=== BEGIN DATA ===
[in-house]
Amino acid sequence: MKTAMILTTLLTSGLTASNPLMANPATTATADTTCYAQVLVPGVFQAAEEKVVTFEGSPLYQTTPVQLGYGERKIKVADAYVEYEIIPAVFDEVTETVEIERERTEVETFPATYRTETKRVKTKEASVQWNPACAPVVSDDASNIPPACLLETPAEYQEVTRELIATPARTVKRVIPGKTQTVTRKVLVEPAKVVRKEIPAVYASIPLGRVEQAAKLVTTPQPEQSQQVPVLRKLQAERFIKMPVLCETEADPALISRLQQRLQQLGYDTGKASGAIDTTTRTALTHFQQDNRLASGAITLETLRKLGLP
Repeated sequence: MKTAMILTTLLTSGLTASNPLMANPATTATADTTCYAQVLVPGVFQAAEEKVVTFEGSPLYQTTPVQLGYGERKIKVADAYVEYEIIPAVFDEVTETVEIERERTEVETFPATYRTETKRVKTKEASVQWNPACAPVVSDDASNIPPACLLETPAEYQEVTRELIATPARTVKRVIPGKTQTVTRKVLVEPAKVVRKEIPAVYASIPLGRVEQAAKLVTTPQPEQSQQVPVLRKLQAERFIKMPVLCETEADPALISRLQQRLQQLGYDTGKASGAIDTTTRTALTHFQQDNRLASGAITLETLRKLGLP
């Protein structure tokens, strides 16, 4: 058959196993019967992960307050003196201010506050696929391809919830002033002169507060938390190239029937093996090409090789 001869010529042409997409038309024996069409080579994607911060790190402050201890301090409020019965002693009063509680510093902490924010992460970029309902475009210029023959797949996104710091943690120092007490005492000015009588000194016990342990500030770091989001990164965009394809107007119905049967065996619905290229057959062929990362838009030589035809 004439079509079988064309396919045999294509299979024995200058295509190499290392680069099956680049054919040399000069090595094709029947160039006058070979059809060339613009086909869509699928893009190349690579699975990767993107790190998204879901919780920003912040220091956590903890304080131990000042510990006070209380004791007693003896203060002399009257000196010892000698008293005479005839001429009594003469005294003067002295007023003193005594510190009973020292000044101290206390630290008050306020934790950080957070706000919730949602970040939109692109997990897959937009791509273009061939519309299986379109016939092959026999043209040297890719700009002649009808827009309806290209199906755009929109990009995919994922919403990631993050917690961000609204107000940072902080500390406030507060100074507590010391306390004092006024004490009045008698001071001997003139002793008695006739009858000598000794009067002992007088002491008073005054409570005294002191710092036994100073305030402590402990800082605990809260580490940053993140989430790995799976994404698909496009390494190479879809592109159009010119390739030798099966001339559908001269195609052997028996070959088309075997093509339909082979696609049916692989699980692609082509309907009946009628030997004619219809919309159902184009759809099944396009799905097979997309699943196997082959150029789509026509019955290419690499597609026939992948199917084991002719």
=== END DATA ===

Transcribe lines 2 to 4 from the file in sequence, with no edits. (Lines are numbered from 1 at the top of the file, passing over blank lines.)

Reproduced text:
Amino acid sequence: MKTAMILTTLLTSGLTASNPLMANPATTATADTTCYAQVLVPGVFQAAEEKVVTFEGSPLYQTTPVQLGYGERKIKVADAYVEYEIIPAVFDEVTETVEIERERTEVETFPATYRTETKRVKTKEASVQWNPACAPVVSDDASNIPPACLLETPAEYQEVTRELIATPARTVKRVIPGKTQTVTRKVLVEPAKVVRKEIPAVYASIPLGRVEQAAKLVTTPQPEQSQQVPVLRKLQAERFIKMPVLCETEADPALISRLQQRLQQLGYDTGKASGAIDTTTRTALTHFQQDNRLASGAITLETLRKLGLP
Repeated sequence: MKTAMILTTLLTSGLTASNPLMANPATTATADTTCYAQVLVPGVFQAAEEKVVTFEGSPLYQTTPVQLGYGERKIKVADAYVEYEIIPAVFDEVTETVEIERERTEVETFPATYRTETKRVKTKEASVQWNPACAPVVSDDASNIPPACLLETPAEYQEVTRELIATPARTVKRVIPGKTQTVTRKVLVEPAKVVRKEIPAVYASIPLGRVEQAAKLVTTPQPEQSQQVPVLRKLQAERFIKMPVLCETEADPALISRLQQRLQQLGYDTGKASGAIDTTTRTALTHFQQDNRLASGAITLETLRKLGLP
């Protein structure tokens, strides 16, 4: 058959196993019967992960307050003196201010506050696929391809919830002033002169507060938390190239029937093996090409090789 001869010529042409997409038309024996069409080579994607911060790190402050201890301090409020019965002693009063509680510093902490924010992460970029309902475009210029023959797949996104710091943690120092007490005492000015009588000194016990342990500030770091989001990164965009394809107007119905049967065996619905290229057959062929990362838009030589035809 004439079509079988064309396919045999294509299979024995200058295509190499290392680069099956680049054919040399000069090595094709029947160039006058070979059809060339613009086909869509699928893009190349690579699975990767993107790190998204879901919780920003912040220091956590903890304080131990000042510990006070209380004791007693003896203060002399009257000196010892000698008293005479005839001429009594003469005294003067002295007023003193005594510190009973020292000044101290206390630290008050306020934790950080957070706000919730949602970040939109692109997990897959937009791509273009061939519309299986379109016939092959026999043209040297890719700009002649009808827009309806290209199906755009929109990009995919994922919403990631993050917690961000609204107000940072902080500390406030507060100074507590010391306390004092006024004490009045008698001071001997003139002793008695006739009858000598000794009067002992007088002491008073005054409570005294002191710092036994100073305030402590402990800082605990809260580490940053993140989430790995799976994404698909496009390494190479879809592109159009010119390739030798099966001339559908001269195609052997028996070959088309075997093509339909082979696609049916692989699980692609082509309907009946009628030997004619219809919309159902184009759809099944396009799905097979997309699943196997082959150029789509026509019955290419690499597609026939992948199917084991002719």